A Shpiel on Yiddish Language Assimilation
Just putzing around
( @c.o.bernstein / TikTok)
English isn’t like other languages — She’s Germanic, she’s Romantic, but most of all she’s a fucking trainwreck. It’s an amalgamation of complex grammar structure with a schmear of cultural influences that extend far beyond Europe.
The history of Jewish-Americans all begins with a decision to seek out opportunity and prosperity. Although it’s a similar goal to many other immigrant groups, Jewish-Americans uniquely brought along an emerging language with them. Originally from Jewish Eastern Europeans and Russians, this scholarly language soon developed into one of unity. Yiddish emerged as a prominent language spoken by and amongst Jewish Americans.
Yiddish did not remain in these ethnic groups. A result of generations of interactions resulted in a simplification of the language; enough that certain phrases began popping up in English.
This TikTok by Cameron Bernstein is a comedic take on a popular language trend where users sang to a specific beat in their native languages.
Viewers were surprised that they could understand some of Bernstein’s Yiddish. But it wasn’t just the German and Hebrew speakers sounding off in the comments. Surprisingly, English speakers could recognize some words. Because Yiddish is a Germanic language in origin, it’s bound to have some similarities.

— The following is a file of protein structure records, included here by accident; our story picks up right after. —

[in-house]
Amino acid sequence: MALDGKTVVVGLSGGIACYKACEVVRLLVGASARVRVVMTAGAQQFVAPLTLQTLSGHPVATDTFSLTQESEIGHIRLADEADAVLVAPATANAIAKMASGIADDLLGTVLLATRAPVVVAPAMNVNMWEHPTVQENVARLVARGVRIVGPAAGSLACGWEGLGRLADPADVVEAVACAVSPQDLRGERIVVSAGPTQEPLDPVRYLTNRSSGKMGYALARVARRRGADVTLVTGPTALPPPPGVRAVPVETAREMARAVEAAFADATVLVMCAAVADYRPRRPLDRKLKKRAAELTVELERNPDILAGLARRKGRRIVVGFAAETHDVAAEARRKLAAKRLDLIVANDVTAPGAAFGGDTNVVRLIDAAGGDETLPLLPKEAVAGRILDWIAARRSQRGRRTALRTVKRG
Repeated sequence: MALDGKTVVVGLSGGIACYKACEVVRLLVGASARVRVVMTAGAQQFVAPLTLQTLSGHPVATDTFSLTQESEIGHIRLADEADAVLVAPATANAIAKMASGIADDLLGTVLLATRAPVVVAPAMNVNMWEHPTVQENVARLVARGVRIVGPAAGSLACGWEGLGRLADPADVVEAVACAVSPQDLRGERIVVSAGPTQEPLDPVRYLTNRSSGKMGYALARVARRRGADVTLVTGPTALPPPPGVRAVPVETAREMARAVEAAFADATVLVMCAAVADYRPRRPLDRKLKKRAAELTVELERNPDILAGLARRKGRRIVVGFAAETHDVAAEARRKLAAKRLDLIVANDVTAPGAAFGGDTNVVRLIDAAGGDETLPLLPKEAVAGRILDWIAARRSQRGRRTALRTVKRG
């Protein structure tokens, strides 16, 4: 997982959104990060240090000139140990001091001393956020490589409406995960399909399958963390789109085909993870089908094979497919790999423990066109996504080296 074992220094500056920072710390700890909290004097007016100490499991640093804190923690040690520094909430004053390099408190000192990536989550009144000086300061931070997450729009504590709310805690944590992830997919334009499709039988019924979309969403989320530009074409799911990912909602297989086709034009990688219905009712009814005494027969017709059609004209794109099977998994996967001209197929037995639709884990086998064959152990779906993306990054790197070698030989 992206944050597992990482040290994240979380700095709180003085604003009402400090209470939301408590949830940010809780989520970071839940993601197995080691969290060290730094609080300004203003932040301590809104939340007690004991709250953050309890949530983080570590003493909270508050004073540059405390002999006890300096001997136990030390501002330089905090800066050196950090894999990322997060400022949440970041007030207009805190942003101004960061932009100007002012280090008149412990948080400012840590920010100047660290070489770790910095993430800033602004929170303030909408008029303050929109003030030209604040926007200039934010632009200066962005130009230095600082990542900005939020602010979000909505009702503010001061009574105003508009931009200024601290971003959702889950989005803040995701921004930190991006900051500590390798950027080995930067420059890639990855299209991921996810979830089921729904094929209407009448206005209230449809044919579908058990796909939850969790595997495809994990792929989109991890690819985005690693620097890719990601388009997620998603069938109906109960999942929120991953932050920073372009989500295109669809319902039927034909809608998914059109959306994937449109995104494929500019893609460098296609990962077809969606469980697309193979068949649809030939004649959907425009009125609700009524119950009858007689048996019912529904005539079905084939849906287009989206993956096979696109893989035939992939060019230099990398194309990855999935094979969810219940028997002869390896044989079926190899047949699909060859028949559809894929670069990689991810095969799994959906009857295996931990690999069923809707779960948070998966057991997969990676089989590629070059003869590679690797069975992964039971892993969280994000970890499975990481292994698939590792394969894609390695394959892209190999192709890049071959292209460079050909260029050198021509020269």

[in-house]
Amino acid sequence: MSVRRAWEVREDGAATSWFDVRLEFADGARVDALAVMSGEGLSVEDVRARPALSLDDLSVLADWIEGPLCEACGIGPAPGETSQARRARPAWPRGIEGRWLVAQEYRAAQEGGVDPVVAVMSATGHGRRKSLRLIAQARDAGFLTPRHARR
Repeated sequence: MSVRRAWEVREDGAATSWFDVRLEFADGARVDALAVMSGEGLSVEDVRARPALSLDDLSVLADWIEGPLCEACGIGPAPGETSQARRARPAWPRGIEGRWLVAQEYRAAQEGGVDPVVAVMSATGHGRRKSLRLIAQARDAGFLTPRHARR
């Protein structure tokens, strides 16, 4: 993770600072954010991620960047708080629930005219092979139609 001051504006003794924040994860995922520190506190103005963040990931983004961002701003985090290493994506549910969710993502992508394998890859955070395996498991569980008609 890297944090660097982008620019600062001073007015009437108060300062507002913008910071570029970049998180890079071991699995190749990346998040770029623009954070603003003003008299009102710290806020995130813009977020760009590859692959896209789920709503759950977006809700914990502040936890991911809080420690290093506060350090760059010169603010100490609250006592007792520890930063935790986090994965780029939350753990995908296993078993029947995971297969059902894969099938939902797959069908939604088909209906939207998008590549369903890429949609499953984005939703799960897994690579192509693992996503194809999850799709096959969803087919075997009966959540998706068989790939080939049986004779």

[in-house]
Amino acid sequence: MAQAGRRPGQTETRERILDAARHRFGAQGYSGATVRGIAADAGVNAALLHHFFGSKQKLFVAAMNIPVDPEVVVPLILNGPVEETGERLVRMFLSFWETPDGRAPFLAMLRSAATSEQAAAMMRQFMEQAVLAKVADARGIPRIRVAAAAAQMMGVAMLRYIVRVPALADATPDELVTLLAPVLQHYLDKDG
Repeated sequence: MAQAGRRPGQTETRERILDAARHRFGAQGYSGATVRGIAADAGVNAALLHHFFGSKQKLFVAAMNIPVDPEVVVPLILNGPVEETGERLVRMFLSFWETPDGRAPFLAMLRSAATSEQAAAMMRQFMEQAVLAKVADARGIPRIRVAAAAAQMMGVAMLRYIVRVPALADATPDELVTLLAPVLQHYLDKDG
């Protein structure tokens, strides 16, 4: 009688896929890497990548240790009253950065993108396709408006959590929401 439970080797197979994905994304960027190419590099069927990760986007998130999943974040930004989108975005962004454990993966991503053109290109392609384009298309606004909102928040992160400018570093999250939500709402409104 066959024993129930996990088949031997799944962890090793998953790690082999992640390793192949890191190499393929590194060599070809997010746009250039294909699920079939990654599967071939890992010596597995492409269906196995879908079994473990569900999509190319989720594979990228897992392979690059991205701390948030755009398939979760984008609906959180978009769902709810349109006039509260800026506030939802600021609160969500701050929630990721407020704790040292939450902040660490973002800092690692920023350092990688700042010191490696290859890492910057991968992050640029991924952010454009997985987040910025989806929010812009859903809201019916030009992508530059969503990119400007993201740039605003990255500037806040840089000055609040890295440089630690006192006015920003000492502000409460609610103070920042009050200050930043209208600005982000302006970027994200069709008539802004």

In a follow-up TikTok, Bernstein explains Yiddish to be part of German with many distinct dialects. It mixed with Hebrew and English as a diaspora language, also popularly coined as Yinglish.
I don’t speak German, but Jewish influence on the English language goes beyond sharing a family tree.You know, I'm such a klutz sometimes. That’s what I get for schlepping around. You got to have a lot of chutzpah to be such a shameless meshugganah.
Reading it in writing makes these words jump out with their z’s and s’s, an alarm telling us they’re out of place. In reality, Yiddish is so ingrained into English we may not even realize it. Despite never speaking Hebrew or German myself, as a native English speaker, I can pronounce all of these words. Matt Greminger posted a TikTok detailing how prevalent Yiddish was in the English language and exemplified just how natural Yiddish phrases are in English.
This syncretizing of language is surprisingly ironic considering the atrocious history of anti-Semitism in the U.S. Jewish immigrants who brought their language with them had to encourage their children to avoid it entirely, or risk emotional harm or physical violence This has resulted in a shrouding of origin and a preference for assimilation over cultural connection.
Yiddish is far from a dying language, though. With many young educators on social media advocating for Yiddish and its prevalence in historical cultural hubs like Brooklyn, Yiddish is not at risk of fading away. However, education on its roots and how heavily it has influenced our own language is necessary in honoring it today.
Next time your Zoom call glitches out and you need a word to describe it, thank Jewish-American immigrants for granting you the eloquence of expression.
Kaylinn Escobar is a Staff Writer at Rowdy Magazine. She's fond of underrated claymation, sitting in extravagant chairs, and yearning to the sound of the 2005 Pride and Prejudice soundtrack. She adores classics, healthcare, and re-told historical fiction. Reach out to her at firstname.lastname@example.org for more info.